"Ken established the tone, so we’ve taken the baton and kept running. Alan Taylor is fantastic, one of the men responsible for Game of Thrones which is so of that world, a very grounded, gritty, earthy world where warriors and swords and monsters and magic all meet, so his experience of that has given him a fantastic take on the whole world of Thor. I went to a summer screening of a Marvel short film. Ken came and so did Alan, it was very clear how much mutual respect between them and I thought, ‘ok, it’s going to be fine.’ "
"I don't know [if I'll be part of The Avengers 2]. And that really is the honest answer. I know I've been known for obfuscation in other quarters, but I have no idea. I haven't spoken to Joss. He's definitely doing it. So I suspect not, only because I think that probably the audiences are tired of Loki being the bad guy. Maybe the Avengers need somebody else to fight. But I'd love to be part of it again."
"It's fantastic, truly. We are making an amazing film, and we're having a wonderful time. It's so exciting to have established characters and an established setting in the world, and we are working so hard to cook up something new. That is what is exciting to me - taking what we know, taking what we love and deepening it and giving it an extra dimension. I think director Alan Taylor is really shaping up the world of Asgard and the world of these characters."
"Christopher Eccleston is one of Britain's greatest actors, he brings a degree of commitment, intelligence, conviction and complexity to everything he does. I think he really got his teeth into this thing. It's hard to say anything without giving away too much. Christopher has enormous presence, which is very distinguishable on stage as well as film. It's one of those things you can't really define, you just can't stop watching him when he's on screen. I think he'll be absolutely magnetic. Malekith has his own ambition. Whether or not Loki can coincide with or contradict, subvert or enhance that ambition remains to be seen."
"I will go on until the audience wants me to stop or Marvel tells me to stop. It is a rare thing to be connected to a character that people enjoy watching. I never expected it my wildest dreams. You don't dare sign up for that as an actor. All any actor can see is they might play a character that somehow ignites the public imagination and it is thrilling when you do. It is in good fun."
"The fun of playing Loki is the character itself constantly keeps people guessing. And he provokes a double-edged sentiment in the people who allegedly he has invested in, and who he cares about. As someone, who was then cast out as the black sheep of the royal family, whether he can be accepted into that fold is a question that remains to be answered. Just how dark and evil he has become is another question I hope the film will answer."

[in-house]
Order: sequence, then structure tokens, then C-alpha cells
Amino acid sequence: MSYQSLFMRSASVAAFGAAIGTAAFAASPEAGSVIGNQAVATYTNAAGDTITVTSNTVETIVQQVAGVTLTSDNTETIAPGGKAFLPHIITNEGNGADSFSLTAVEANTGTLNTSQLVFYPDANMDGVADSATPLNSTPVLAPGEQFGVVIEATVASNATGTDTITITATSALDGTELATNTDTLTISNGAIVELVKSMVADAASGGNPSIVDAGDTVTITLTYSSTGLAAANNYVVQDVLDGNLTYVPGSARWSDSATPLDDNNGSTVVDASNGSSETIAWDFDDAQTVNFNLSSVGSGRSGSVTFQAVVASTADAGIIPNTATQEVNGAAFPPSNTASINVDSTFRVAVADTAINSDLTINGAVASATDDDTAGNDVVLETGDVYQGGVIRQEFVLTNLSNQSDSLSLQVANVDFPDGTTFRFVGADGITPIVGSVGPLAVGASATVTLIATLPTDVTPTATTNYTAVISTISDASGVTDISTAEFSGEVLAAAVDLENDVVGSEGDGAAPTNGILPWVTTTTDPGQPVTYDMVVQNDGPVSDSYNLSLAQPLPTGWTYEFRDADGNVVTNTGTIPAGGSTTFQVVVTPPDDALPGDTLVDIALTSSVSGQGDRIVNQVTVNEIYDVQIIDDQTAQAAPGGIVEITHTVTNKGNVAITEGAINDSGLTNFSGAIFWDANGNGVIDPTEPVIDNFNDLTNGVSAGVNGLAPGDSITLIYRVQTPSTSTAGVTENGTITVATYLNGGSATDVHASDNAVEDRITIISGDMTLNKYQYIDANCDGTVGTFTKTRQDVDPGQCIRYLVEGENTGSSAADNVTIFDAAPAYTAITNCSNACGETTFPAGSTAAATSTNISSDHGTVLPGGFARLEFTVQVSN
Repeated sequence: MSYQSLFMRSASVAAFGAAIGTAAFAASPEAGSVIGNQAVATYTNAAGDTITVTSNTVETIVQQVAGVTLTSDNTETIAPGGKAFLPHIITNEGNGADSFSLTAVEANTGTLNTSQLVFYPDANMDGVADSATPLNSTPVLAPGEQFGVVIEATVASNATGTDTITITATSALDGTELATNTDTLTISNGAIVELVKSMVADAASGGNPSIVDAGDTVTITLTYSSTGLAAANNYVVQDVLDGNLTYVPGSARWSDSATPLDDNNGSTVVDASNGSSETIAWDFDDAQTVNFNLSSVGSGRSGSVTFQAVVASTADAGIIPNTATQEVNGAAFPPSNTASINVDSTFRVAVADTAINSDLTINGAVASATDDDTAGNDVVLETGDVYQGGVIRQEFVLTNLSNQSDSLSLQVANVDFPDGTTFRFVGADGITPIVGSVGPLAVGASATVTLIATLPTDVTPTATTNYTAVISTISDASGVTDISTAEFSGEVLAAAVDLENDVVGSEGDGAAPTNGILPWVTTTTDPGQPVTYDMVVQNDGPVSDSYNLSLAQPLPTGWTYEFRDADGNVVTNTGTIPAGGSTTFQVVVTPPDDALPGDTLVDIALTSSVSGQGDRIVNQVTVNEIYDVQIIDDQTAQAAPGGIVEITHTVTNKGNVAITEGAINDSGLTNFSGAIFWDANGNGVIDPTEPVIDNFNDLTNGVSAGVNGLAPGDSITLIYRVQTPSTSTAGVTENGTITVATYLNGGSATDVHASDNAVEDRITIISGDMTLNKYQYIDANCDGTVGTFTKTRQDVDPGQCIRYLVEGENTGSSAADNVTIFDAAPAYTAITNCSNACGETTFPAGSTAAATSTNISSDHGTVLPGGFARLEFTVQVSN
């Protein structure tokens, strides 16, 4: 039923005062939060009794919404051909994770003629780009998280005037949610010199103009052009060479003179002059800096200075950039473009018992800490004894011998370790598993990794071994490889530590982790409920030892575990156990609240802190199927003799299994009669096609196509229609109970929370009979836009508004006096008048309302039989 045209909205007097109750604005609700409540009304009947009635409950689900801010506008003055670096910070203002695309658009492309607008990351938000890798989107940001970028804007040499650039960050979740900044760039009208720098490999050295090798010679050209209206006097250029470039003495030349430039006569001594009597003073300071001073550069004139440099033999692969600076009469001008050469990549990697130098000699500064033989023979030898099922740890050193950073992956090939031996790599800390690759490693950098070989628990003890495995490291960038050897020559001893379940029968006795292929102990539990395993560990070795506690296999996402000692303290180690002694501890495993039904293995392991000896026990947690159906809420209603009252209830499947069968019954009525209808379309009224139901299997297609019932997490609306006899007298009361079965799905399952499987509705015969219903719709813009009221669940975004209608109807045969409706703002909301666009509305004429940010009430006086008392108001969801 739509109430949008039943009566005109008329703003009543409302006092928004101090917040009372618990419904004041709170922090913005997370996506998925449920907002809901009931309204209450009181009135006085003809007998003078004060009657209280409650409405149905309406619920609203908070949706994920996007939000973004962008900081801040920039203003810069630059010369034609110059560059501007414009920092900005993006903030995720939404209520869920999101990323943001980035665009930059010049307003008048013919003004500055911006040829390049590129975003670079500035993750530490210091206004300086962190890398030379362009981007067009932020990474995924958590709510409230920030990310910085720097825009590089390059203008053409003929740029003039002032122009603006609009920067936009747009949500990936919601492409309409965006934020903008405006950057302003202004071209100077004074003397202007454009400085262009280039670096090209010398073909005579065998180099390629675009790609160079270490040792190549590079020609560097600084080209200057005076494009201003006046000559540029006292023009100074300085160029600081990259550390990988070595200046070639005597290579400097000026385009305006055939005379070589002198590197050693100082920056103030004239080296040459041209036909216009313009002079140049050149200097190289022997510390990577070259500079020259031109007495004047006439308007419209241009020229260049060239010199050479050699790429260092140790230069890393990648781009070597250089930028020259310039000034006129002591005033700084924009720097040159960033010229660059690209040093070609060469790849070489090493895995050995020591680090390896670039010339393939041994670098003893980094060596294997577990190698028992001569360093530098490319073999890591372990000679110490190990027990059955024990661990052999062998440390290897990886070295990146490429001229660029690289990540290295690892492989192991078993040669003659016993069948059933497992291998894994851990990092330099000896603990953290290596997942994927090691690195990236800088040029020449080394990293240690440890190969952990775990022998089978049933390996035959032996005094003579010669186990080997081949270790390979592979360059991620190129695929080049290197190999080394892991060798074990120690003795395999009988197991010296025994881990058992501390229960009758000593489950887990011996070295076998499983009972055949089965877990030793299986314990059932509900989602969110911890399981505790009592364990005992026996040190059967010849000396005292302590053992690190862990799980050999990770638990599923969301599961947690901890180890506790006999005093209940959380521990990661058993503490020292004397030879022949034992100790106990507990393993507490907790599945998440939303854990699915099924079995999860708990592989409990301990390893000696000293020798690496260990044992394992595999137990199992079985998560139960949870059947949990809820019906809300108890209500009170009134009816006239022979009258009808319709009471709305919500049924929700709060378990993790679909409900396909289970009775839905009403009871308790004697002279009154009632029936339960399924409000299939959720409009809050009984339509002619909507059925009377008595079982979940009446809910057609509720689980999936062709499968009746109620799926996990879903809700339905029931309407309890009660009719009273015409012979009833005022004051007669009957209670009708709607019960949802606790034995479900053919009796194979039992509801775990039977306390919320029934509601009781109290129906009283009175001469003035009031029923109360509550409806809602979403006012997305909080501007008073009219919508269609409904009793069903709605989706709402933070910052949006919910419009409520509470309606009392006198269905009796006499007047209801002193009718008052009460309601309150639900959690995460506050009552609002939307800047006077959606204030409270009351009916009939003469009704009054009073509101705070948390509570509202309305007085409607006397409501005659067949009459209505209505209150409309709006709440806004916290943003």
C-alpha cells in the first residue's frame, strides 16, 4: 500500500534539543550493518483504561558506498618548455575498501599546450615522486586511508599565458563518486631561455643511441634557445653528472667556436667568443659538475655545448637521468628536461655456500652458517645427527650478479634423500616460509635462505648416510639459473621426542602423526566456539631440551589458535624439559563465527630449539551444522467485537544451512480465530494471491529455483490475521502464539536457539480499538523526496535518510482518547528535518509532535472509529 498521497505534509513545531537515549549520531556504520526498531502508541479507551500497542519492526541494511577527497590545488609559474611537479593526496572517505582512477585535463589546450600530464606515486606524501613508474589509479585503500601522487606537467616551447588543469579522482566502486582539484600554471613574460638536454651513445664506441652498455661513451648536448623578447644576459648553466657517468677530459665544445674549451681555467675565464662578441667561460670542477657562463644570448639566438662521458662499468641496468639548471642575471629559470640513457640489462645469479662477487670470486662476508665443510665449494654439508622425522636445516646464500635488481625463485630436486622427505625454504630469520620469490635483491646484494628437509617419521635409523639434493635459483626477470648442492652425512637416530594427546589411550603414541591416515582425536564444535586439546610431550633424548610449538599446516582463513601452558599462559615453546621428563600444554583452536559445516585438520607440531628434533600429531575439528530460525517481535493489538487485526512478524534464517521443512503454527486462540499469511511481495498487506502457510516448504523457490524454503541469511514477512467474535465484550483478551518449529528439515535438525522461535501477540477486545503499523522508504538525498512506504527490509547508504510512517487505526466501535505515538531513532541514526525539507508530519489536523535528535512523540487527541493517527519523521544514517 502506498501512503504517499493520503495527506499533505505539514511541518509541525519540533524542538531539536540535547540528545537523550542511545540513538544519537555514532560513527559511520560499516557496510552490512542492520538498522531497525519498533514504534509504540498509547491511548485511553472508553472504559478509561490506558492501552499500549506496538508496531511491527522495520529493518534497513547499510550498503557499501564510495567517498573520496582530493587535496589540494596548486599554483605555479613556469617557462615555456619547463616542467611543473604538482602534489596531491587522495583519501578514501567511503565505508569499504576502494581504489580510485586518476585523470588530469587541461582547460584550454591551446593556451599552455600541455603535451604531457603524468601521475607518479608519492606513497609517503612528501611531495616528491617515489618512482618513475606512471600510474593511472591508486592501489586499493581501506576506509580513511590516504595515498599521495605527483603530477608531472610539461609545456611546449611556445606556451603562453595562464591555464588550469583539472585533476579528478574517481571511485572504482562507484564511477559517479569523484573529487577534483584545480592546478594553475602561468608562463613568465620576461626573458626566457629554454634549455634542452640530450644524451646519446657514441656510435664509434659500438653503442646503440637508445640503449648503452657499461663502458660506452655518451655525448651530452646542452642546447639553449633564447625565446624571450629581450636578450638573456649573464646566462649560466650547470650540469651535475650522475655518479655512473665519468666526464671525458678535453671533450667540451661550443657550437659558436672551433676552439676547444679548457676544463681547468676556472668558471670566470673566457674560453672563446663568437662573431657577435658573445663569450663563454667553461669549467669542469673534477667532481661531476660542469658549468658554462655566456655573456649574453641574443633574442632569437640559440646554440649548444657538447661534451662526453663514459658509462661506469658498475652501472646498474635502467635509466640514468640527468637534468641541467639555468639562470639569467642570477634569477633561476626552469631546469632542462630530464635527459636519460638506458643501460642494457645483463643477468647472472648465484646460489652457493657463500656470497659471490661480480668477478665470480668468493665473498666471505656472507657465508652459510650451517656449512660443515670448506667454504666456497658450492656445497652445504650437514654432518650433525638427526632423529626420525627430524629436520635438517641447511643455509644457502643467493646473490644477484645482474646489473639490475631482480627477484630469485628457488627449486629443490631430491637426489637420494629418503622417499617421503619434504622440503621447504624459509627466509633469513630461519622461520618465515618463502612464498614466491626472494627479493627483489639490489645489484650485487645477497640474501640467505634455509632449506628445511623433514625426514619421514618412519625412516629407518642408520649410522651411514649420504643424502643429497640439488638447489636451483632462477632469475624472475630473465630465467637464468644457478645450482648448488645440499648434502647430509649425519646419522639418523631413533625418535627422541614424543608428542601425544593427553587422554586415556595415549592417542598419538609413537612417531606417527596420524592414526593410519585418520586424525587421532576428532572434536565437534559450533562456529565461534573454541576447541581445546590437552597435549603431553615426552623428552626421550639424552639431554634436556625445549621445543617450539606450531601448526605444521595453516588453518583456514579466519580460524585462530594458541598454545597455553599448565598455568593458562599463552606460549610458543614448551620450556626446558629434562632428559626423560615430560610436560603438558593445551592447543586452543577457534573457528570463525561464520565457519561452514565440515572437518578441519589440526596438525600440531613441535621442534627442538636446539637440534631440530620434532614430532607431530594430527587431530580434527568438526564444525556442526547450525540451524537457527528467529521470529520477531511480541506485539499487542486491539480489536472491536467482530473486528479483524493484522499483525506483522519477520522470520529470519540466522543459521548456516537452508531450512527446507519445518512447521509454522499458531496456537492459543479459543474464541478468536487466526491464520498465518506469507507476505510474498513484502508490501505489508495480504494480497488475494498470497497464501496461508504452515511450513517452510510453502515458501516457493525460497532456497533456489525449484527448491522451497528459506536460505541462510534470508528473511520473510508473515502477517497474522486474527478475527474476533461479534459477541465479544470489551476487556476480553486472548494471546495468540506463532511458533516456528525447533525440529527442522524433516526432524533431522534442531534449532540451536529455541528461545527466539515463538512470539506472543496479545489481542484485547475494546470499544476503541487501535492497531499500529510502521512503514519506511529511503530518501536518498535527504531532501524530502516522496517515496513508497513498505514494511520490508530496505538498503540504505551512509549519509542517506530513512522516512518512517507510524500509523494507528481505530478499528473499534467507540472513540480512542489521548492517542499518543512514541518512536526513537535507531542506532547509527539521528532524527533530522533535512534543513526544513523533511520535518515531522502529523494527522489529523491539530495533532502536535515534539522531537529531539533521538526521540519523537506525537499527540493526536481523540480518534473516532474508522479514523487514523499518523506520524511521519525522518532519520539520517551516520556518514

"Yes, what can I say...I just want to reassure you that it's going to be great. It's darker in every respect I suppose in tone and Alan Taylor's vision was tremendous. It's really hard to say, I wish I could tell you but I kind of want to hold it back so that it's new when you see it. I know that it will be exciting but I'm not going to say too much."
"There's a development. There's a logical or perhaps surprising development that I hope will be pleasing."
"It's an extraordinary thing...truly..as an actor, when a character you play gets taken to heart by the imagination of the viewing public. Every character I've ever played, I've built with the same conviction, commitment, research and hopefully attention to detail. But Loki is someone, as a character - to my surprise, people really enjoy him and they enjoy his complication and enjoy his arrogance and his vanity and his villainy. Because of the first two films, Thor and The Avengers, in Thor: The Dark World, I've been able to take Loki in new directions, building on that larger platform for him to stand on."
"Alan is amazing. He has this extraordinary breadth of vision about The Dark World - just the scale of it, what he imagined Asgard to be, what the depth and the specificity of his imagination about extending the reach of the film and taking the audience into parts of the Thor Universe that they haven't seen yet, I've found that really exciting."
"I couldn’t possibly tell you. But I would say be very careful with your suppositions. People are so quick to jump. That’s what I love about playing the character. People are so quick to draw conclusions about who he is. The whole thing about Loki is that he’s dancing on this liminal line between redemption and destruction. Just be very careful about drawing conclusions based on what you see."
"When I was first reading the comics, the relationship with the Enchantress was one of the really fun things I thought would be good to explore, and may have even pitched it to Kevin Feige at some point. Because she is as sneaky and as untrustworthy as he was."
"[Enchantress and Loki] basically had a really fantastic and twisted relationship until they both say, 'You know what? I don't trust you as far as I can throw you. It's over.' Because they keep betraying each other, in a way. So it could be good."